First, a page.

Today’s launch of the Johnson & Johnson Consumer Experience Center is all about that consumer purpose. The center is a state-of-the art research & development (R&D) hub focused on gaining holistic insights about the millions of consumers we serve every day.

Our R&D teams get to interact with our volunteer consumers in ‘labs’ designed to replicate how people live and use our baby, over-the-counter (OTC), beauty and oral care products. The center’s testing rooms allow us to simulate real-life consumer interactions with our products, including the shower, the tub and the vanity sink within a bathroom, a dental lab and a hair and color cosmetics station.

Many people on our team have been working diligently to bring the vision of an on-site consumer laboratory to life. With the realization of this hard work and the opening of this state-of-the-art center, our internal research teams will now work more cohesively to engage each other and the consumer for brainstorming, as well as observations in home-like settings.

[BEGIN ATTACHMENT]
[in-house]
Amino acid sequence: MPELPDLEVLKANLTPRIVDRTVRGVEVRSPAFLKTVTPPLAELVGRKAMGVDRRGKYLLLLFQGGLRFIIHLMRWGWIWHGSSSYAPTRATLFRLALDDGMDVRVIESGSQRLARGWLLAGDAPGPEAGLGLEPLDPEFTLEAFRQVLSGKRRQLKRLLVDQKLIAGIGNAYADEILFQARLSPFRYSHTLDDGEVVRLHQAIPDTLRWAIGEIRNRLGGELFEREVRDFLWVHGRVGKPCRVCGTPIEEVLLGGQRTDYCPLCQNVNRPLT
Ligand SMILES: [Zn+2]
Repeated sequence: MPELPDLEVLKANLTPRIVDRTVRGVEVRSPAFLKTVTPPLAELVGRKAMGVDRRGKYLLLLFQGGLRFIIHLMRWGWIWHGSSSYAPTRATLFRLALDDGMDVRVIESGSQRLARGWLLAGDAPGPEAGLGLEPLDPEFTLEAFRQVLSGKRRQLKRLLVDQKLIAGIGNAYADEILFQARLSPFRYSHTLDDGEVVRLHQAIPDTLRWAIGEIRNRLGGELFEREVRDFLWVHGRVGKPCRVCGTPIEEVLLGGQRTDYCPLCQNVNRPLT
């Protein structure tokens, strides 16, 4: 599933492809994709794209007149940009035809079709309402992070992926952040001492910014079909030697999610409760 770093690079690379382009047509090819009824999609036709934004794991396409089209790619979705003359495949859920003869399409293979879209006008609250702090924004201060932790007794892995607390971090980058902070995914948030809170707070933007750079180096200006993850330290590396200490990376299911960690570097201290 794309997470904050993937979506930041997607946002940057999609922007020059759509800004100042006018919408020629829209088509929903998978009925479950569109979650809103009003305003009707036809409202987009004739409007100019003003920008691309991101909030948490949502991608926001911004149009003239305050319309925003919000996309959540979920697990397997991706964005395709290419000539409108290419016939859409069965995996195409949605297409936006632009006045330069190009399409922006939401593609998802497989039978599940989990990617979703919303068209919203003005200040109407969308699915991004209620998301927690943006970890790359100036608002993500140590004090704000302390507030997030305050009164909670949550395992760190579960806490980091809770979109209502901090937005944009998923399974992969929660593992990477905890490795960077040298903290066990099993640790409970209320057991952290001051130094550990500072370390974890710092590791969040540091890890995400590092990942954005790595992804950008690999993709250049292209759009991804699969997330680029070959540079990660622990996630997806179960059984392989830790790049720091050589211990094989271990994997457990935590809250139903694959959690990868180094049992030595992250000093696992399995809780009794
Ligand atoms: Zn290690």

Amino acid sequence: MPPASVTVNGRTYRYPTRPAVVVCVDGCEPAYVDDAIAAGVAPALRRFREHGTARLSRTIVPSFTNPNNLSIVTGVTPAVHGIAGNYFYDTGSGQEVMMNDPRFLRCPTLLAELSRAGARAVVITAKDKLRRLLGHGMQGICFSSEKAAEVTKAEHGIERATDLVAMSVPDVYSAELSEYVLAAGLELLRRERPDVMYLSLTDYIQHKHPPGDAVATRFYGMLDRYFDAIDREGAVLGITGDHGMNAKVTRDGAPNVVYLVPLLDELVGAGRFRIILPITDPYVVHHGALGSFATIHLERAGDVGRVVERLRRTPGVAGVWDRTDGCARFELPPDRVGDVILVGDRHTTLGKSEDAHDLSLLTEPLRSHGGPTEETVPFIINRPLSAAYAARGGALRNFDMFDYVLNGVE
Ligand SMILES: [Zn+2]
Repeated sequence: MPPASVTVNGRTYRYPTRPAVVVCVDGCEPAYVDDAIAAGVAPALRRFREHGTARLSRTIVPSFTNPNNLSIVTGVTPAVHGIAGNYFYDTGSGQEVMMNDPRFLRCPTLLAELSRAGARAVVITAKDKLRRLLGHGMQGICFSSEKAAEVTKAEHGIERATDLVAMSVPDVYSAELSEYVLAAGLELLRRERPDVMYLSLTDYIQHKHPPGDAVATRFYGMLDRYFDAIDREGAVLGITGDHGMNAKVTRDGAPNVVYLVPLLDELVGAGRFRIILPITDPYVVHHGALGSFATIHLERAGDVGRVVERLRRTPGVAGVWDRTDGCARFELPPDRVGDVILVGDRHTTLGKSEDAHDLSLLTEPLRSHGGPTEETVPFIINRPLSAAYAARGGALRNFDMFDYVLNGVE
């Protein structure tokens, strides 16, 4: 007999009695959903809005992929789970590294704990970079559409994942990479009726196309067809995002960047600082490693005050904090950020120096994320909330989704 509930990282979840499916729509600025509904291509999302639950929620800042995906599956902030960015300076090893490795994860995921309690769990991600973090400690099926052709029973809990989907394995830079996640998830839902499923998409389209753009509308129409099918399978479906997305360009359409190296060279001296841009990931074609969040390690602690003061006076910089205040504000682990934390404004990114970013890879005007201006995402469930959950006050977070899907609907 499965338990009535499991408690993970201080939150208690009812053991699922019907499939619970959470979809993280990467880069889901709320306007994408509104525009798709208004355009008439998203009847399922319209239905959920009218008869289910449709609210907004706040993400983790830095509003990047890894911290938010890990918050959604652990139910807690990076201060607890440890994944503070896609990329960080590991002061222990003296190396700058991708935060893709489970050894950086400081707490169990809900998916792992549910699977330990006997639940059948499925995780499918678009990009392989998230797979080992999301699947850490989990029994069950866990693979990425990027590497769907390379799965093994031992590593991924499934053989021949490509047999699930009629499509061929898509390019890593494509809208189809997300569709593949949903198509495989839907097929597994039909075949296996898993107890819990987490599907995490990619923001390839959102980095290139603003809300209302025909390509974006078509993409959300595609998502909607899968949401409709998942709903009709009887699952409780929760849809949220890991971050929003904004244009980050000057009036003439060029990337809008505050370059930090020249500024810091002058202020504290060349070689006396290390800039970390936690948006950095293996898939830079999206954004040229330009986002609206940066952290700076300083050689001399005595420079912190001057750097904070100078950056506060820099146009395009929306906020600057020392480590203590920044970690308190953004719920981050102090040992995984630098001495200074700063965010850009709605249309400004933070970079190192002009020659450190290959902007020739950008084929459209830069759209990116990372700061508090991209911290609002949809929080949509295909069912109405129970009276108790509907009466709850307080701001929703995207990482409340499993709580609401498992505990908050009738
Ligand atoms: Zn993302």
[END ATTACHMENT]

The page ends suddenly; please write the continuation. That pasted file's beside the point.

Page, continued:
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July 20th, 2015

We can and We Must #MakeHIVstory

By Brian Woodfall, M.D., Head of Development and Global Medical Affairs, Infectious Diseases and Vaccines at the Janssen Pharmaceutical Companies of Johnson & Johnson

As I arrived at the International AIDS Society conference this weekend, my mind wandered to the last time the IAS conference was in Vancouver in 1996.

Back then, HIV was still a mysterious and invariably fatal disease. It was also a divisive one, with patients frequently marginalized and the event itself scathingly labelled an “AIDS Circus Comes to Town” by some in the Canadian media.

Yet that 1996 conference provided a watershed moment: the arrival of highly active antiretroviral therapy (HAART). This ground-breaking method of combination therapy literally changed HIV treatment overnight and meant patients with months to live suddenly faced the prospect of surviving for many years.